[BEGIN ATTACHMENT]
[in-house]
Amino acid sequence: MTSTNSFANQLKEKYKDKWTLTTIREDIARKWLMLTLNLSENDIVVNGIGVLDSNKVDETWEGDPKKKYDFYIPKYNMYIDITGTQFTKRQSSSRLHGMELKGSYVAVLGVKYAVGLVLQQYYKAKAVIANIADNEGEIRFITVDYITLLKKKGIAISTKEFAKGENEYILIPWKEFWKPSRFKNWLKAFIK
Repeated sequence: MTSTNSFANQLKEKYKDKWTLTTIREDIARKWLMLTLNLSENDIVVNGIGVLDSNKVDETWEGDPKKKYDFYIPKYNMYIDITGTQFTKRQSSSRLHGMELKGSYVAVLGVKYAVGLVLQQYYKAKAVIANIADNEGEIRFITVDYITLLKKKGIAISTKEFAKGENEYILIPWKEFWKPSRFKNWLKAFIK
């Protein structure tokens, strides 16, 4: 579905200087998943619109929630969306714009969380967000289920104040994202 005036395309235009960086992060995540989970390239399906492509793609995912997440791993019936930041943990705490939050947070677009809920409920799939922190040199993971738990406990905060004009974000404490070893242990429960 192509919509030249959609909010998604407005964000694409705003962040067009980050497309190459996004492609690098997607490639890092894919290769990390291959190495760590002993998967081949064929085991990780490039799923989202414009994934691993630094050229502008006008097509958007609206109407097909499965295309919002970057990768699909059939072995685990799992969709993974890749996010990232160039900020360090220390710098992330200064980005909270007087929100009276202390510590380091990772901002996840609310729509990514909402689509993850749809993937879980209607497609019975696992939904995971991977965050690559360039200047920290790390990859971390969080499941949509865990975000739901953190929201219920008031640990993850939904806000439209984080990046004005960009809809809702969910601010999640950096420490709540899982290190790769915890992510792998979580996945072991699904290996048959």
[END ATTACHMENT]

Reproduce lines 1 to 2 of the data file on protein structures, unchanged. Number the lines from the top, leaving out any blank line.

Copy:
[in-house]
Amino acid sequence: MTSTNSFANQLKEKYKDKWTLTTIREDIARKWLMLTLNLSENDIVVNGIGVLDSNKVDETWEGDPKKKYDFYIPKYNMYIDITGTQFTKRQSSSRLHGMELKGSYVAVLGVKYAVGLVLQQYYKAKAVIANIADNEGEIRFITVDYITLLKKKGIAISTKEFAKGENEYILIPWKEFWKPSRFKNWLKAFIK